One of the best illustrations of the benefits of 3M's innovation program is Post-it notepads. 3M researcher Spencer Silver (1941-) developed an adhesive that the company was unable to find an application for, for five years. Company support slipped and Silver's project was eventually abandoned. 3M allowed Silver, however, to continue to spend 15 percent of his time looking for a way to use his creation. Finally, the adhesive was used to create one of 3M's most successful consumer innovations, Post-it pads.
One of the most renowned strategies to generate innovation in organizations is the "Office of Innovation" model developed by Eastman Kodak Company in the late 1970s. It has since been implemented by several leading organizations, including Amoco Corp., Union Carbide, the U.S. Air Force, and Bell Canada. The Office of Innovation provides a mechanism for drawing people together to brainstorm on ideas that may not even be related to their departments or expertise. In fact, its chief benefit is that it promotes cross-fertilization and free-flow of ideas within a company.
Although implementation varies, the model prescribes the use of a decentralized network of individual offices located in different functional areas, such as marketing, finance, and production. Staff members are encouraged to seek employees in other sectors who will come to the office and provide feedback on new ideas. The process is founded on the importance of giving credence to workers' ideas. It involves a five-step process that mimics the five-stage innovation process detailed earlier: idea generation, initial screening, group review, seeking sponsorship, and sponsorship. Kodak estimated that in just one year its Office of Innovation program harvested ideas eventually worth more than $300 million.
Even companies with the most innovative organizational environments will languish if they fail to effectively market their innovations. For example, just because a firm improves its product doesn't mean that it should necessarily take the improvement to the market. From a strategic standpoint, the company could lose money if it has invested a lot of resources in marketing the original product because the improved version might cannibalize sales. On the other hand, if the company waits too long to introduce the improved version, a competitor may produce such an innovation earlier and capture market share. Consider the inventors of items such as the air conditioner or electric lamp. The innovators of those concepts died before their creations were widely accepted by the marketplace.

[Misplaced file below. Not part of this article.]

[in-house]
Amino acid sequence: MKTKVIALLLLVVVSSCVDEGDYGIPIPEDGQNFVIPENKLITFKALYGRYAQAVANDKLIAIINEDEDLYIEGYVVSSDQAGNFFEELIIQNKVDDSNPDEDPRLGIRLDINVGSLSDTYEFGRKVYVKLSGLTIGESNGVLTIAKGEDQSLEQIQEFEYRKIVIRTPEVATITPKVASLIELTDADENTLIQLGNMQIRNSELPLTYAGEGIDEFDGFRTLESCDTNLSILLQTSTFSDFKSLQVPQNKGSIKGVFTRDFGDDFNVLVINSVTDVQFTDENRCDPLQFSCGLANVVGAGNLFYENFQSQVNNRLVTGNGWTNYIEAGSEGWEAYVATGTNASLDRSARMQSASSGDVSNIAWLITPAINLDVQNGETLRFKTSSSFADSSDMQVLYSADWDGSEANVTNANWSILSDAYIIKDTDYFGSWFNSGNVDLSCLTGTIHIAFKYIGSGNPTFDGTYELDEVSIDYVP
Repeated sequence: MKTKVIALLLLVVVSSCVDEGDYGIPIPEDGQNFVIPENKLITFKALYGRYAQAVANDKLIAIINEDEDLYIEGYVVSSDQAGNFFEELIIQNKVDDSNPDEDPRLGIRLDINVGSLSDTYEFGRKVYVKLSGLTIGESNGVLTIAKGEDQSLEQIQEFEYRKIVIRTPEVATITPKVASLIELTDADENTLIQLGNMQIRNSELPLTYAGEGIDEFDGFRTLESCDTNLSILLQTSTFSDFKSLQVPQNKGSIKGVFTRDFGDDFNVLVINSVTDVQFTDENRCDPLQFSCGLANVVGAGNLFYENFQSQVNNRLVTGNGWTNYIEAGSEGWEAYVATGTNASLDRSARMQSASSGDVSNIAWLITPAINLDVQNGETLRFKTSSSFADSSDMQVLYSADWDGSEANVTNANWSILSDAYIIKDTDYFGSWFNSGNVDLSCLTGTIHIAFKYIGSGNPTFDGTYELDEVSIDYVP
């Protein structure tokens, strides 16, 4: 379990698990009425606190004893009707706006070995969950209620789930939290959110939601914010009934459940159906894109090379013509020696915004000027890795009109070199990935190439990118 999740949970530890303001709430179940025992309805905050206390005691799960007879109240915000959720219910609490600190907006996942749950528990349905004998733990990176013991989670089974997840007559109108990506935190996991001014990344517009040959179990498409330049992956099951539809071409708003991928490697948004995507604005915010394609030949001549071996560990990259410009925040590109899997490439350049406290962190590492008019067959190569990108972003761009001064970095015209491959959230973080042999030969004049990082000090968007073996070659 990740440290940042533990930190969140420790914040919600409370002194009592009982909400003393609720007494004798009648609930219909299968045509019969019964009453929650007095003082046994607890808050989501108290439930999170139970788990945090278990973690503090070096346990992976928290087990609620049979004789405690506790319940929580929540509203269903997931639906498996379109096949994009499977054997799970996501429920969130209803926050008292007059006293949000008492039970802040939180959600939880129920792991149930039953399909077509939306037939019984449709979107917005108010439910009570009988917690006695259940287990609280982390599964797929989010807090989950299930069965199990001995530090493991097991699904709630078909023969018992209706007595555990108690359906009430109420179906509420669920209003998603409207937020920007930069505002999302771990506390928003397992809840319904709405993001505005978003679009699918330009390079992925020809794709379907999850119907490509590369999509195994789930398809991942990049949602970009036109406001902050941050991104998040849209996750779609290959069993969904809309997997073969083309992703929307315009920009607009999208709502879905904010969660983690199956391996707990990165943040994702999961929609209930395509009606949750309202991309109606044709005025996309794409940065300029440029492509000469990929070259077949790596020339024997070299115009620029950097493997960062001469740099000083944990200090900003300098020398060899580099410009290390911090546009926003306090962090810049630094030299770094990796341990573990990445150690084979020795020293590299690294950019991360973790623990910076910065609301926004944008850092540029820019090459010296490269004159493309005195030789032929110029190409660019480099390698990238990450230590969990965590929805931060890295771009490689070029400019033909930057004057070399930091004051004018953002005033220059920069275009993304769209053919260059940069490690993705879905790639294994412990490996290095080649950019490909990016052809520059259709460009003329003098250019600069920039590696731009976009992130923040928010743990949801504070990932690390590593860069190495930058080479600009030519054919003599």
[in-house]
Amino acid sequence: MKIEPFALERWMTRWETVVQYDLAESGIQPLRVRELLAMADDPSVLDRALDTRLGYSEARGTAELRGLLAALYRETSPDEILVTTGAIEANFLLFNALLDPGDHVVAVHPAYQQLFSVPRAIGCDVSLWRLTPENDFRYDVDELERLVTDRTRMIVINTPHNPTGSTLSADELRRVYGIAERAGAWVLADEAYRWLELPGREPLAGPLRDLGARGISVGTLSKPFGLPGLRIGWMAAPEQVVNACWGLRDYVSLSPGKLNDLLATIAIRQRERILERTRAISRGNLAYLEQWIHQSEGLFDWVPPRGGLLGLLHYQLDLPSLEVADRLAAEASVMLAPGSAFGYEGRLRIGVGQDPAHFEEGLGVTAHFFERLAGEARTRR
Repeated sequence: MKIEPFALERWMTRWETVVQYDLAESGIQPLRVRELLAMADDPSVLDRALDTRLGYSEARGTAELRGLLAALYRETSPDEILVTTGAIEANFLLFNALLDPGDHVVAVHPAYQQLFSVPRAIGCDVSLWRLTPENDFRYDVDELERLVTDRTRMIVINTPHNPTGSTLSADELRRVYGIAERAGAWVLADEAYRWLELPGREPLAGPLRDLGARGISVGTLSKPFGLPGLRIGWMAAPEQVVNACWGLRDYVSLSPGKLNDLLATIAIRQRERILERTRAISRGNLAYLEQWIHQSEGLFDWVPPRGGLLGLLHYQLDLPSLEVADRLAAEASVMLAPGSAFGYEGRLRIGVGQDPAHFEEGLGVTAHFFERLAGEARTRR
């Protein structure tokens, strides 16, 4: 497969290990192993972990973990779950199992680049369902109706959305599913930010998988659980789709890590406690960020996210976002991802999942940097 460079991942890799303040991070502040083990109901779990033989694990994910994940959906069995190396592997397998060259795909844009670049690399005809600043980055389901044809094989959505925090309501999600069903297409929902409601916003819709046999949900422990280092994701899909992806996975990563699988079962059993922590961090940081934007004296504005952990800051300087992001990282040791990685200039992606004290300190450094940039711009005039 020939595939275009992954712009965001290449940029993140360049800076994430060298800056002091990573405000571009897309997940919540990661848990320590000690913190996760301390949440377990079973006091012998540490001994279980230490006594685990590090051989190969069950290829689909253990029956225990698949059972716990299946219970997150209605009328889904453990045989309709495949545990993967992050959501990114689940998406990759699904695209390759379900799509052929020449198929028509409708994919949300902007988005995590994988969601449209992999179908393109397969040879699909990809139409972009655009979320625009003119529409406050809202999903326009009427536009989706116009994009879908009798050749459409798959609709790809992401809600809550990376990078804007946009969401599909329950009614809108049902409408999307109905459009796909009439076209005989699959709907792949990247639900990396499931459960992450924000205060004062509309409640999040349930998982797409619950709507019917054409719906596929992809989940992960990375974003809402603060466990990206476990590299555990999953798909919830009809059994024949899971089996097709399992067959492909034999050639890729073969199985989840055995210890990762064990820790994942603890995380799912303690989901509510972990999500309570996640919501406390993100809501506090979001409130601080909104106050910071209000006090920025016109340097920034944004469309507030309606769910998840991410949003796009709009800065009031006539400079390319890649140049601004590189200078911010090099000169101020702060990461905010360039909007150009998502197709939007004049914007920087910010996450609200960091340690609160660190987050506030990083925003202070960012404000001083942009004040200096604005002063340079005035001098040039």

Although there are a number of product- and industry-specific strategies that companies may employ to promote their innovations, three of the most common market-based innovation strategies include the leader, quick follow, and slow follow (or no follow) strategies, according to William E. Rothschild, author of Strategic Alternatives. A company that adopts a leadership strategy for its invention becomes the first to introduce the innovation to the market. The obvious risk of such a move is that the product or service will be rejected by the marketplace at a potentially enormous cost to the company.